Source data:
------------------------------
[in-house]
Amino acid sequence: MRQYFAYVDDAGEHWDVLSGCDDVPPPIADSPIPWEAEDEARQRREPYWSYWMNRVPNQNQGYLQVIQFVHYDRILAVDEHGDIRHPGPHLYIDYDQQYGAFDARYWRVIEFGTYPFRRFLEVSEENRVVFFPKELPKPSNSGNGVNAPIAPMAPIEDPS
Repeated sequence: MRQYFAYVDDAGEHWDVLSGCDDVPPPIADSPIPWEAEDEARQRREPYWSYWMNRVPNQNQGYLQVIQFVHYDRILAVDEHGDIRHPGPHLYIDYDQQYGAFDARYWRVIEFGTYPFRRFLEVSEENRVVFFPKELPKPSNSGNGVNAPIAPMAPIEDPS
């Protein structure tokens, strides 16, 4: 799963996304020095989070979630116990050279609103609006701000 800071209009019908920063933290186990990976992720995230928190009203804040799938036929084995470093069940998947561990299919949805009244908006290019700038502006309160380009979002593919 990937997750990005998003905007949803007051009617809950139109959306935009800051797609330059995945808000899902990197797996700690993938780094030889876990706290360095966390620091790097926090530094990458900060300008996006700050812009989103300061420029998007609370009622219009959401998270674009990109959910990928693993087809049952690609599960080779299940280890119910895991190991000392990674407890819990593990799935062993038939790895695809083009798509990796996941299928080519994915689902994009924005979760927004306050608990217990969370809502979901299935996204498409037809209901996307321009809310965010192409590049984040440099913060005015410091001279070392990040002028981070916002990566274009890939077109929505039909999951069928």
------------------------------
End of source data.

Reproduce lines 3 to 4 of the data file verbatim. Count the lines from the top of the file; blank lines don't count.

Repeated sequence: MRQYFAYVDDAGEHWDVLSGCDDVPPPIADSPIPWEAEDEARQRREPYWSYWMNRVPNQNQGYLQVIQFVHYDRILAVDEHGDIRHPGPHLYIDYDQQYGAFDARYWRVIEFGTYPFRRFLEVSEENRVVFFPKELPKPSNSGNGVNAPIAPMAPIEDPS
């Protein structure tokens, strides 16, 4: 799963996304020095989070979630116990050279609103609006701000 800071209009019908920063933290186990990976992720995230928190009203804040799938036929084995470093069940998947561990299919949805009244908006290019700038502006309160380009979002593919 990937997750990005998003905007949803007051009617809950139109959306935009800051797609330059995945808000899902990197797996700690993938780094030889876990706290360095966390620091790097926090530094990458900060300008996006700050812009989103300061420029998007609370009622219009959401998270674009990109959910990928693993087809049952690609599960080779299940280890119910895991190991000392990674407890819990593990799935062993038939790895695809083009798509990796996941299928080519994915689902994009924005979760927004306050608990217990969370809502979901299935996204498409037809209901996307321009809310965010192409590049984040440099913060005015410091001279070392990040002028981070916002990566274009890939077109929505039909999951069928």